Analysis

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Last Updated on May 6, 2015, by eNotes Editorial. Word Count: 806

Discussion of Sappho’s poetry necessarily entails what has come to be identified as her primary motif; namely, female homoeroticism. The term “lesbian” in its late nineteenth and twentieth century English usage is referentially derived from the reputation of Sappho of Lesbos. The grounds for diagnosing Sappho as homosexual involve two...

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Discussion of Sappho’s poetry necessarily entails what has come to be identified as her primary motif; namely, female homoeroticism. The term “lesbian” in its late nineteenth and twentieth century English usage is referentially derived from the reputation of Sappho of Lesbos. The grounds for diagnosing Sappho as homosexual involve two assumptions: that Sappho’s expressions of emotion are subjectively her own and that her use of her own name in homoerotic context is self-identical and not generic. In most studies of Sappho, these assumptions are both unstated and understood.

That not all Sappho’s poems express homoeroticism and that Sappho, even in self-identical context, is not exclusively homosexual are suppositions that any reader of her work in translations published during the latter half of the twentieth century will recognize. Earlier translations, commentaries, and scholarly articles presented a Sappho varying from an almost deranged homosexual to a paragon of heterosexual chastity or moral purity. In her hymn to Aphrodite, the single poem that has been preserved in full, Sappho presents herself, or her generic namesake, as being addressed by name by Aphrodite, to whom she has prayed for the renewed affection of her beloved and by whom she is told that the now indifferent beloved will soon be courting Sappho’s favor. A single letter, missing from some codices but included in others, is the determinant that the indifferent beloved is a woman. In the absence of that letter (an alpha, denoting feminine gender), Sappho’s, or her namesake’s, beloved may be either male or female. A translation published in 1902 by John Philip Merivale makes the beloved a male; but almost all later translations, even those by scholars who prefer a chaste Sappho and consider homosexuality, in Denys Pages’s word, a “perversion,” adhere to the supposition of a female beloved.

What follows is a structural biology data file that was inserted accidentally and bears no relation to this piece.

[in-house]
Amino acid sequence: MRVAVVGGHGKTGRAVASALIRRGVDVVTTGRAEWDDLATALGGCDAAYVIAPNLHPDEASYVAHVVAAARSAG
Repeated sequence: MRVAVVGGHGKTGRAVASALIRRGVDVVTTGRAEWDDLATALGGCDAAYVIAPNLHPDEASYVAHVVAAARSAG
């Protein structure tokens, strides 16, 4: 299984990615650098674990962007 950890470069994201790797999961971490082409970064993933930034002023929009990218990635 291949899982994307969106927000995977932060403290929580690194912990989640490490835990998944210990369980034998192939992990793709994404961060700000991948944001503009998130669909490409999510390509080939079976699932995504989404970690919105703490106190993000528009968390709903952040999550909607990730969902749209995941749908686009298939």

Sappho’s attention to heterosexuality is attested in lines such as “svelte Aphrodite has melted my will away/ and filled me with longing for a boy,” as well as in the epithalamia, which celebrate the formalizing of conjugal heterosexual love. Sappho’s own conjugal heterosexuality is made explicit in two fragments in which she refers to her daughter Kleis.

There is nothing in Sappho’s poetry to support the legend that she loved a man named Phaon; there is no historical evidence that she, having abandoned her homosexuality in his interests, leaped to her death from a cliff when he subsequently deserted her. The legend was propagated by the Greek dramatist Menander (second century b.c.) in a line from one of his plays that is quoted by Strabo (c. 64 b.c.-a.d. 24); it is also the subject of a long Latin poem questionably ascribed to Ovid (43 b.c.-a.d. 18).

Legend and biographical fictions inhibit the analysis of Sappho’s work, likewise the conjectures of editors and translators that add to her extant text words and passages. For example, the fragment “. . . er’a . . . derat . . . Gongyla . . . “ appears in Paul Roche’s translation as “Then Gongyla spoke.” In Josephine Balmer’s translation, it is “[I tell you I am miserable,] /Gongyla. . . .” Most translators settle for “Gongyla . . . to retain the only intelligible word in the sequence. Some translators, and for that matter some editors, expunge the entire sequence in preference to interpolation or emendation. Guy Davenport offers as his translation “Spring/ Too long/ Gongyla,” insisting that “the misreading, if misreading it be, is by this time too resonant to change.” He is perhaps referring to the popularity of Ezra Pound’s poem “Papyrus,” published in Lustra (1916) and reading “Spring . . ./ Too long . . ./ Gongula . . .”

The most cogent analysis of Sappho’s lyricism is found in the essay on sublimity written, according to most estimates, in the first century A.D. by a critic called “Longinus.” The author exemplifies sublimity by quoting, and thereby preserving for posterity, four stanzas of a poem in the meter named for Sappho. The stanzas describe an observer, presumably Sappho, reacting to the sight of a man seated next to a woman whom the observer adores. The man impresses the observer as virtually godlike both because he is favored by the woman’s presence and because he can retain his equanimity when the very sight of the woman sends the observer into emotional excess. Longinus writes that Sappho always selects the precise, the greatest, and the most intense symptoms of love and combines them into an illustrious whole. The symptoms in the poem include loss of voice, sight, and hearing; fever, with cold sweat and spasms; pallor; and a sense of death. Longinus explains that the paradox of being both hot and cold and both rational and unhinged is expressed as a synthesized emotional integer. Sappho’s rationality, or noesis, is found in her observer’s logical diagnosis as she simultaneously suffers emotion and disciplines her rendition of the event with precise metric.

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